Rainy Day Driving
The wettest parts of the UK are concentrated in mountainous regions with observation sites in Snowdonia, the Lake District and the Scottish Highlands all receiving more than 4 metres of rainfall in a year.
Other rainy parts of the UK include:
North west England – especially the Lake District in Cumbria and western facing slopes of the Pennines.
Western and central Wales – particularly the mountainous Snowdonia region in the north.
South west England – mainly the higher elevation areas of Dartmoor, Exmoor and Bodmin Moor.
Parts of Northern Ireland.
For us in the Watnall weather station region, we are likely to get 20 to 25 days rain annually that is greater than 10mm, according to the weather records. There might be 130 to 140 days rain that is greater than 1mm. https://www.metoffice.gov.uk/public/weather/climate/gcrje93b8
So, in this country, it is going to be difficult to avoid those rainy days when driving.
Driving in heavy rain and flooding can be hazardous. Here are some useful hints and tips to help you prepare for a wet weather drive.
It is always advisable to consider before you set off whether your journey is essential. Of course, one has to get to work or drive the children to school and cannot really delay the time of travel.
First and foremost: Using the car lights correctly when the roads are wet will ensure you can see and be seen. When the rain does start to fall, you should turn the headlights on. Don’t just assume they already are – many cars’ instruments light up even when the headlights are turned off these days, which can be misleading. If your car has daytime running lights you still should switch the dipped headlights on, so vehicles behind you can see the red tail lights. Don’t use rear fog lights unless visibility is less than 100 yards and you cannot see any vehicles behind. Fog lights can mask the brake lights and dazzle drivers behind you
If your car has automatic headlamps, make sure these have activated – or override them manually by turning the headlamp switch to the dipped beam setting.
Slow down! It takes longer to stop or adjust in wet weather and it’s more difficult to see the road ahead/behind. The gap between vehicles should be at least doubled on wet roads, according to the Highway Code – Rule 126 – Stopping Distances. This is because tyres have less grip on the road. In wet weather the rain and spray from vehicles may make it difficult to see and be seen so the driver should keep well back from the vehicle in front. This will increase the ability to see and plan ahead.
Be aware of the dangers of spilt fuel that will make the surface very slippery. You should also try and avoid sudden moves that might unbalance the car, such as sharp steering or braking. Doing so increases the likelihood of your car skidding.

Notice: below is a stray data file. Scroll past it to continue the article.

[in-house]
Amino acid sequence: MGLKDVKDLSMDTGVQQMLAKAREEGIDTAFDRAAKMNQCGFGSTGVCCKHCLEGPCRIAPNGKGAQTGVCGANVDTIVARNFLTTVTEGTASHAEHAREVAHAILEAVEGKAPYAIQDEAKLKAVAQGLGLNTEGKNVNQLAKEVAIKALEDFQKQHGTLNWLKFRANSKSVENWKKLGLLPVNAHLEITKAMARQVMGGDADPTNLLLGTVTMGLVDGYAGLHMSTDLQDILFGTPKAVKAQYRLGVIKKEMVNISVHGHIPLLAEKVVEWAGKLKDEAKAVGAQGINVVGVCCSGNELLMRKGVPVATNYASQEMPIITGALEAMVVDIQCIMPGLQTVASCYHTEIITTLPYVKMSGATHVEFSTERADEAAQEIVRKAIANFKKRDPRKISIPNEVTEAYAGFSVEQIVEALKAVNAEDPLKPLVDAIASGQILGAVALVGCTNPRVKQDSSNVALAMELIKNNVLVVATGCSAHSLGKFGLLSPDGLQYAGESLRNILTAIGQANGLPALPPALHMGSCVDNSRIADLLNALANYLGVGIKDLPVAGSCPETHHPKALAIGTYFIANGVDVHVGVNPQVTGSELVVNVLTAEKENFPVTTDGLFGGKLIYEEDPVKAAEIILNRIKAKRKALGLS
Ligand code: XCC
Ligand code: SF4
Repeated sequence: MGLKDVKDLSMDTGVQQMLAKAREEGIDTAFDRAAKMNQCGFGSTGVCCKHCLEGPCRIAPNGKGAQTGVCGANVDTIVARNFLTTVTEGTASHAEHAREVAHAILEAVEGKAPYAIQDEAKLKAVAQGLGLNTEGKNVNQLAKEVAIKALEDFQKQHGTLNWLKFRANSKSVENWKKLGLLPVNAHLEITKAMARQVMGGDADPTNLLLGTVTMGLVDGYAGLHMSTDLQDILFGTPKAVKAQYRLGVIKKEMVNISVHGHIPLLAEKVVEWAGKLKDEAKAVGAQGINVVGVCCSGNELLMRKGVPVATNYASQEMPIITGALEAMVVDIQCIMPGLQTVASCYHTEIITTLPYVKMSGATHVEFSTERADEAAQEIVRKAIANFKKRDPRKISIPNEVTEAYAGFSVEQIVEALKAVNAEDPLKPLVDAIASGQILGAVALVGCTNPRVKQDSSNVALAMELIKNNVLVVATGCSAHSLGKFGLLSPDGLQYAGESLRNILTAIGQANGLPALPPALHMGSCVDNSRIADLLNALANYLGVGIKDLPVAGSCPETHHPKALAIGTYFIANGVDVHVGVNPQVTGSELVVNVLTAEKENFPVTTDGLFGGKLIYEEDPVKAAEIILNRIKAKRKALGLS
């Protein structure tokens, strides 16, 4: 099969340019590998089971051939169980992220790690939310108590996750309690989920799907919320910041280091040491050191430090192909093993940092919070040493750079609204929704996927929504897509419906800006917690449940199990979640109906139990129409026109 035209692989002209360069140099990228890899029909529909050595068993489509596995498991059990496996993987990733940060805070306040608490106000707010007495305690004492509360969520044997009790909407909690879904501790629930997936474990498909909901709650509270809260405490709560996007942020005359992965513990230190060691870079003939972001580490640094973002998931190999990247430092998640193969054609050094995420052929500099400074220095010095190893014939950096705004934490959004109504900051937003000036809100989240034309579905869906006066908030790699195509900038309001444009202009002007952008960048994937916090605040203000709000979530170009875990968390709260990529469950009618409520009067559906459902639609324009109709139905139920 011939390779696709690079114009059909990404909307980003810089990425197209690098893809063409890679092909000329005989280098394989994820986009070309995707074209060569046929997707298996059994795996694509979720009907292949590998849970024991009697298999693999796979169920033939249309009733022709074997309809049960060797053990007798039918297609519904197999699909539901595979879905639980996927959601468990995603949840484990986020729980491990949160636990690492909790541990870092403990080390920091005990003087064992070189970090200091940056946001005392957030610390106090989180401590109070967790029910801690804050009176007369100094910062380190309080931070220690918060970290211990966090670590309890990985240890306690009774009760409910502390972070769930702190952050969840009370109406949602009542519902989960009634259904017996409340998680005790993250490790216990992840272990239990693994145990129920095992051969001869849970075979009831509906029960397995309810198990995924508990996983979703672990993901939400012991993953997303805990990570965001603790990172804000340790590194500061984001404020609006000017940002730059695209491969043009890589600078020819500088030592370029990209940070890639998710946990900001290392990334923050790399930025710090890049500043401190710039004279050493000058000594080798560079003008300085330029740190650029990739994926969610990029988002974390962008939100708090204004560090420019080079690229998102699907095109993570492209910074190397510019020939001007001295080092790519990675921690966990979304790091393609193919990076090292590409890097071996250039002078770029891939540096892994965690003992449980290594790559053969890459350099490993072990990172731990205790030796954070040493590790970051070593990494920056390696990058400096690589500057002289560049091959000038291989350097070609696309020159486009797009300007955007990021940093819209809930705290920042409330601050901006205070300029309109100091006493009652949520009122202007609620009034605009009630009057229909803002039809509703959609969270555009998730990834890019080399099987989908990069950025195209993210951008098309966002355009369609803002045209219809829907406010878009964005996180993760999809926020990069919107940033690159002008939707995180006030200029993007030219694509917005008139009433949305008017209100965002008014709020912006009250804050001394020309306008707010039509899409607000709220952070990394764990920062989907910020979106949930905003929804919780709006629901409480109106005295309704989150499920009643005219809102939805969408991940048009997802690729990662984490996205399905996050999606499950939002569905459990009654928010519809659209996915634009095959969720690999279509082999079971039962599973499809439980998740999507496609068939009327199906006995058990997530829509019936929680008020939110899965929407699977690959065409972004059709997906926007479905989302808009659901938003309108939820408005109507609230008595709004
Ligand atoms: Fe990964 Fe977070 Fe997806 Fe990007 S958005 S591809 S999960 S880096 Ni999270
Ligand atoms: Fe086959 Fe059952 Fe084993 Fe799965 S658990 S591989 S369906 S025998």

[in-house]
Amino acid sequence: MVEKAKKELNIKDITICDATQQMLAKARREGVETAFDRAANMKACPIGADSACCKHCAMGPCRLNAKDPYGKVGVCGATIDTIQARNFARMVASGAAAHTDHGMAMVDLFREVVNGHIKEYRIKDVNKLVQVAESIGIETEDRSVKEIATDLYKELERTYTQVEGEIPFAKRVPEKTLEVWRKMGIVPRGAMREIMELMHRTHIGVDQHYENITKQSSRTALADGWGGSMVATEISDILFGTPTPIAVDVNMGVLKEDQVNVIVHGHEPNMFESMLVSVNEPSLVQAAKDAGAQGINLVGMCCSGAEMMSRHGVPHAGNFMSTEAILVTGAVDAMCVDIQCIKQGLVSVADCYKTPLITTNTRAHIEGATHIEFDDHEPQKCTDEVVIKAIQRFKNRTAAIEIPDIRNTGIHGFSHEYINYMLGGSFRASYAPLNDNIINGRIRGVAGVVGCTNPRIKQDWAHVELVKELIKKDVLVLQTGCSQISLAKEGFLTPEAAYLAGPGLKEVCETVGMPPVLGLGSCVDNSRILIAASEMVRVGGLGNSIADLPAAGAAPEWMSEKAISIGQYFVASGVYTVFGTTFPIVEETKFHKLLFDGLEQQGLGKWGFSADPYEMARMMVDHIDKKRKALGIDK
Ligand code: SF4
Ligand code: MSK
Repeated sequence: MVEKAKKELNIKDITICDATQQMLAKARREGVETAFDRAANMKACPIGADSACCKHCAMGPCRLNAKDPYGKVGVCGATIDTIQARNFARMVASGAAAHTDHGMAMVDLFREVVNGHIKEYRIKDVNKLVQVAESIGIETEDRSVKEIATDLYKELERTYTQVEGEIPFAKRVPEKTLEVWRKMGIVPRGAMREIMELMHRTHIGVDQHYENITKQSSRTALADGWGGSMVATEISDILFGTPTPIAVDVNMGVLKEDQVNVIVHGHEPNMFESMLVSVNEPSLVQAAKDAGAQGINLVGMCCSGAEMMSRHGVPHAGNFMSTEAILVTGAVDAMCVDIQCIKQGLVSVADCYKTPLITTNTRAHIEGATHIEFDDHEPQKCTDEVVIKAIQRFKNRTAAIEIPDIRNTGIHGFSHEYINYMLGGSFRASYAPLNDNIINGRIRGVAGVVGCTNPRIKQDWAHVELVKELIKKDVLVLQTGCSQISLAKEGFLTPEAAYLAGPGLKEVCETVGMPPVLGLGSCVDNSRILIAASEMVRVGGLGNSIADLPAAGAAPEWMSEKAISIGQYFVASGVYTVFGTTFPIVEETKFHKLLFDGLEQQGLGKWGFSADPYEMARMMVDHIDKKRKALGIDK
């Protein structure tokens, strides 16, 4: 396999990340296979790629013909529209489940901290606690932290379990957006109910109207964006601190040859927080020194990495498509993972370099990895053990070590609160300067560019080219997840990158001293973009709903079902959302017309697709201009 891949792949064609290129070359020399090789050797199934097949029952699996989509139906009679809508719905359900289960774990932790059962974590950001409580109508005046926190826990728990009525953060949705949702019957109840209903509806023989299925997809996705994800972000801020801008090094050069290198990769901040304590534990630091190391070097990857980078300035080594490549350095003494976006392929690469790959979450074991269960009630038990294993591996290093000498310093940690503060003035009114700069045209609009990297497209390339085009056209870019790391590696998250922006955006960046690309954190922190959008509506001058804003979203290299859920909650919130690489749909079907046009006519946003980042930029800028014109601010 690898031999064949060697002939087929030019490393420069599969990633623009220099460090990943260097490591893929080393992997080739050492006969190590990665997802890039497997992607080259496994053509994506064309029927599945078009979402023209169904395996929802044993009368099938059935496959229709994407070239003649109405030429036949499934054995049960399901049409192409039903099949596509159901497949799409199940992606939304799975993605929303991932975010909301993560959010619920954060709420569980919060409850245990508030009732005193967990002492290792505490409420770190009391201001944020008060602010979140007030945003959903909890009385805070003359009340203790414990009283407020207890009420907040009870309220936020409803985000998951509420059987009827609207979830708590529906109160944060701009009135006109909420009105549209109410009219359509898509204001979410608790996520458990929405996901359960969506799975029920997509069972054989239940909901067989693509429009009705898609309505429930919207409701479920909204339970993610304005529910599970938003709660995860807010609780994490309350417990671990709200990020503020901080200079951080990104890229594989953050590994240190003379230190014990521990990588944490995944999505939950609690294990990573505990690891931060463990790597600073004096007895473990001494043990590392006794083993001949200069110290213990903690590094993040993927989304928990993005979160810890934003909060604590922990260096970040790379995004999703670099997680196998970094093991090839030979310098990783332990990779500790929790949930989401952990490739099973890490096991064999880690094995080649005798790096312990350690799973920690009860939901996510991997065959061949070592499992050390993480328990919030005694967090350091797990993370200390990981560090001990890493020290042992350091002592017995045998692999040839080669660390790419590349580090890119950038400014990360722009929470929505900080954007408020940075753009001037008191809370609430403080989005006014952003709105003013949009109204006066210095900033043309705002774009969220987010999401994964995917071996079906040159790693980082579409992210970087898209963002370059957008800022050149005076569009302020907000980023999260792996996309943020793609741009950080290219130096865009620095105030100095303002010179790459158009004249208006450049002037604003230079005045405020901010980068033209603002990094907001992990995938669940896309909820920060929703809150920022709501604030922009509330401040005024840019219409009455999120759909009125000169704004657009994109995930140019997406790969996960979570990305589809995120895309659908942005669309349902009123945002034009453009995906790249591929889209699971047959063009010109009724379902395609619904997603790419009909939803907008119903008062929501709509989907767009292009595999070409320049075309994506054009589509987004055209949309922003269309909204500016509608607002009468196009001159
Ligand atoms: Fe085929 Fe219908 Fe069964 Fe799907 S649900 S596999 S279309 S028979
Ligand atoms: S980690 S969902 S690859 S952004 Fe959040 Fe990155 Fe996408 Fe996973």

Driving too fast through standing water could lead to tyres losing contact with the road. If your steering suddenly feels light you could be aquaplaning. To regain grip, ease off the accelerator, do not brake and allow your speed to reduce until you gain full control of the steering again, while keeping the steering pointing in the direction of travel. (The surface water builds up under the tyre, lifting it away from the road surface. Once it loses contact with the Tarmac, you’re effectively ‘surfing’ along on top of the water, with little or no grip.)
Driving through surface water and floods
Puddles may be a couple of centimetres deep, but some can develop into deep potholes of water. There is no way of knowing until it may be too late, so avoid them if possible. Driving through these potholes could cause serious damage to your car not to mention cost an extortionate amount to repair.
Should you come across a flooded road, first think about taking another route. If not, then you need to identify how deep the flood is. If the standing water is more than six inches deep, avoid driving through it. The water is often deeper than it looks and may be moving quite fast. Your vehicle may be swept away or become stranded. Two feet of water will float your car. If you are familiar with the road, you may be able to judge the flood in relation to the kerb. Are there other vehicles similar to yours that are safely driving through? From this, make a judgement call as to whether it is safe to travel through or not.
If you are in the slightest doubt, then turn around and don’t go through the flood. Often modern saloon cars have the air intake in the wheel arch, which may be below the water level. If your engine should take in water, it will immediately hydro lock and the engine will stop.
If you have taken everything into consideration and decide to drive through the flood, be sure to do so slowly. The best approach is to press lightly on your clutch and add gentle pressure on your accelerator to increase your engine revs. Do so without increasing your speed, in a similar way to how you would undertake a hill start. This will prevent water from entering your exhaust. If you are in an automatic car, accelerate slightly but control the speed with your brakes. When you have passed the flood, test your brakes to make sure they are dry and working properly.
Avoid splashing pedestrians. If this is done accidentally, you could receive a fixed penalty and three points on your license for driving without due care and attention, or without reasonable consideration for other road users. If deliberately done, it could be a public order offence, a court appearance and a fine.